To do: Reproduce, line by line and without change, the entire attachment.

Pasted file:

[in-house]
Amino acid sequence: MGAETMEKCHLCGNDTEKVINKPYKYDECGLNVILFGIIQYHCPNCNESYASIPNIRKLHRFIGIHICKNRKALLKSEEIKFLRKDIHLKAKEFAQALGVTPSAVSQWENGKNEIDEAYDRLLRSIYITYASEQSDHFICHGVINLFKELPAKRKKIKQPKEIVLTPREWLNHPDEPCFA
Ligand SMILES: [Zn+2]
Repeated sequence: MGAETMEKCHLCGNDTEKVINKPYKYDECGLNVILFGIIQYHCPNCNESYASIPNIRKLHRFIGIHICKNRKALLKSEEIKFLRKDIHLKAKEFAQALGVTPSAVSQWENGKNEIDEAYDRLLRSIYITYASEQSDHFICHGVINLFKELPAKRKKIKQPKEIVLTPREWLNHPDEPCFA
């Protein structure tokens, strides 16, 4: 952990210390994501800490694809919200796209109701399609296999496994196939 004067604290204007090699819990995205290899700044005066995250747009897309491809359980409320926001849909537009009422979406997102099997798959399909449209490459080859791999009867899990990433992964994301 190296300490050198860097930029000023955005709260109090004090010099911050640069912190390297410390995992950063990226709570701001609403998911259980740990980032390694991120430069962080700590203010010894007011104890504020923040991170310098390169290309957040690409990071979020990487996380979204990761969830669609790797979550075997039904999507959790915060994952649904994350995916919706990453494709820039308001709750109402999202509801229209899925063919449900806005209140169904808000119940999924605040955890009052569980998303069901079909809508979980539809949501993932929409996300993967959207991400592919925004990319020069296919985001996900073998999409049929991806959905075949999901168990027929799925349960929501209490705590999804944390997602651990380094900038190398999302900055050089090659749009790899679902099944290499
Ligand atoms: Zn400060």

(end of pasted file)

[in-house]
Amino acid sequence: MGAETMEKCHLCGNDTEKVINKPYKYDECGLNVILFGIIQYHCPNCNESYASIPNIRKLHRFIGIHICKNRKALLKSEEIKFLRKDIHLKAKEFAQALGVTPSAVSQWENGKNEIDEAYDRLLRSIYITYASEQSDHFICHGVINLFKELPAKRKKIKQPKEIVLTPREWLNHPDEPCFA
Ligand SMILES: [Zn+2]
Repeated sequence: MGAETMEKCHLCGNDTEKVINKPYKYDECGLNVILFGIIQYHCPNCNESYASIPNIRKLHRFIGIHICKNRKALLKSEEIKFLRKDIHLKAKEFAQALGVTPSAVSQWENGKNEIDEAYDRLLRSIYITYASEQSDHFICHGVINLFKELPAKRKKIKQPKEIVLTPREWLNHPDEPCFA
């Protein structure tokens, strides 16, 4: 952990210390994501800490694809919200796209109701399609296999496994196939 004067604290204007090699819990995205290899700044005066995250747009897309491809359980409320926001849909537009009422979406997102099997798959399909449209490459080859791999009867899990990433992964994301 190296300490050198860097930029000023955005709260109090004090010099911050640069912190390297410390995992950063990226709570701001609403998911259980740990980032390694991120430069962080700590203010010894007011104890504020923040991170310098390169290309957040690409990071979020990487996380979204990761969830669609790797979550075997039904999507959790915060994952649904994350995916919706990453494709820039308001709750109402999202509801229209899925063919449900806005209140169904808000119940999924605040955890009052569980998303069901079909809508979980539809949501993932929409996300993967959207991400592919925004990319020069296919985001996900073998999409049929991806959905075949999901168990027929799925349960929501209490705590999804944390997602651990380094900038190398999302900055050089090659749009790899679902099944290499
Ligand atoms: Zn400060």